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4.3 30
by Leila Meacham

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One hundred fifty years of Roses' Tolivers, Warwicks, and DuMonts! We begin in the antebellum South on Plantation Alley in South Carolina, where Silas Toliver, deprived of his inheritance, joins up with his best friend Jeremy Warwick to plan a wagon train expedition to the "black waxy" promise of a new territory called Texas. Slavery, westward expansion,


One hundred fifty years of Roses' Tolivers, Warwicks, and DuMonts! We begin in the antebellum South on Plantation Alley in South Carolina, where Silas Toliver, deprived of his inheritance, joins up with his best friend Jeremy Warwick to plan a wagon train expedition to the "black waxy" promise of a new territory called Texas. Slavery, westward expansion, abolition, the Civil War, love, marriage, friendship, tragedy and triumph-all the ingredients (and much more) that made so many love Roses so much-are here in abundance.

Editorial Reviews

Library Journal
In this prequel to Meacham's best-selling debut, Roses, Simon Toliver leaves South Carolina's Plantation Alley and strikes out with friend Jeremy Warwick for a new territory: Texas. With a 100,000-copy first printing; pushed back from November.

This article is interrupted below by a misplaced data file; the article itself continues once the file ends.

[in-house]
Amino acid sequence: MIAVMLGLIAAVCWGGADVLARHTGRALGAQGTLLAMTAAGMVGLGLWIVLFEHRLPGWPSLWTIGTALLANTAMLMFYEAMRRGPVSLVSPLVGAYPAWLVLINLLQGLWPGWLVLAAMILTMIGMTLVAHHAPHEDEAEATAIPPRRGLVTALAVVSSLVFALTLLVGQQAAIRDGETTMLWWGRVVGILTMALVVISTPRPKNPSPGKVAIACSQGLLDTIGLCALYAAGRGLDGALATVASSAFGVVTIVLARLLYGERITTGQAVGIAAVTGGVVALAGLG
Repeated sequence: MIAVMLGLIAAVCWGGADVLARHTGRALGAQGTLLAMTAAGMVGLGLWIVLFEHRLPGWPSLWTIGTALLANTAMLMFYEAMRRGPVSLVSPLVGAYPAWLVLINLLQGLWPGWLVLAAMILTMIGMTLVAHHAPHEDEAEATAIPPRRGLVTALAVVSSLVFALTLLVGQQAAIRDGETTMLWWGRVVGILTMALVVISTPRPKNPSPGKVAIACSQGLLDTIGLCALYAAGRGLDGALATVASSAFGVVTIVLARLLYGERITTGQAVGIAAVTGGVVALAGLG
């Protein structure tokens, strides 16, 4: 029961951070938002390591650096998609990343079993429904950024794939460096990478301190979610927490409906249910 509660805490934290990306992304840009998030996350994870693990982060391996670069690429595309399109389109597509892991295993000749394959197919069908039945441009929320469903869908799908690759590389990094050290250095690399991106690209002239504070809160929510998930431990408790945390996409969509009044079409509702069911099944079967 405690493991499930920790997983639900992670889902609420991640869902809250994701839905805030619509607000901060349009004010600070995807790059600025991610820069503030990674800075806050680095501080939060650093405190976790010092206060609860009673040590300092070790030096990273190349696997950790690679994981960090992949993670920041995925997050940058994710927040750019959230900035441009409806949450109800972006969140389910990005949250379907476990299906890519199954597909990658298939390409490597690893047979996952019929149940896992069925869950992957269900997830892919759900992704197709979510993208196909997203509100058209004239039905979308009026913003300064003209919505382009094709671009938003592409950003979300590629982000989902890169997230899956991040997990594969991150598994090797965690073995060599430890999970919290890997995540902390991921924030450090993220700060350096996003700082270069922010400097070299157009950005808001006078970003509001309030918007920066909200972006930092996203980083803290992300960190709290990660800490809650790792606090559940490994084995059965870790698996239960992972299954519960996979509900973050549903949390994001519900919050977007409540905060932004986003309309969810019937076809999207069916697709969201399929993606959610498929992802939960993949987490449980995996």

Publishers Weekly
★ 09/16/2013
Bestselling author Meacham is back with a prequel to Roses that stands on its own as a sweeping historical saga, spanning the 19th century. This time Meacham delves into the backstory of the Tolivers and Warwicks before they settled in Howbutker, Tex. The son of a plantation owner in South Carolina, young Silas Toliver has big plans to join his best friend Jeremy Warwick on a wagon train to the new territory of Texas with his true love, Lettie. The only problem is that his father has died and left him with nothing, so he has no funds to pursue his dream—that is, until a neighboring plantation owner, Mr. Carson Wyndham, offers him an unorthodox deal: he’ll fund Toliver’s trip to Texas, and set him up with a plantation there, if Toliver will marry his daughter, Jessica Wyndham. Jessica helped free a slave and could cause scandal for the family if she stays in South Carolina. After much inner turmoil, Toliver agrees. And so begins a tangled love story, and a curse that follows the Toliver family through multiple generations. Rich with American history and pitch-perfect storytelling, fans and new readers alike will find themselves absorbed in the family saga that Meacham has proven—once again—talented in telling. (Feb.)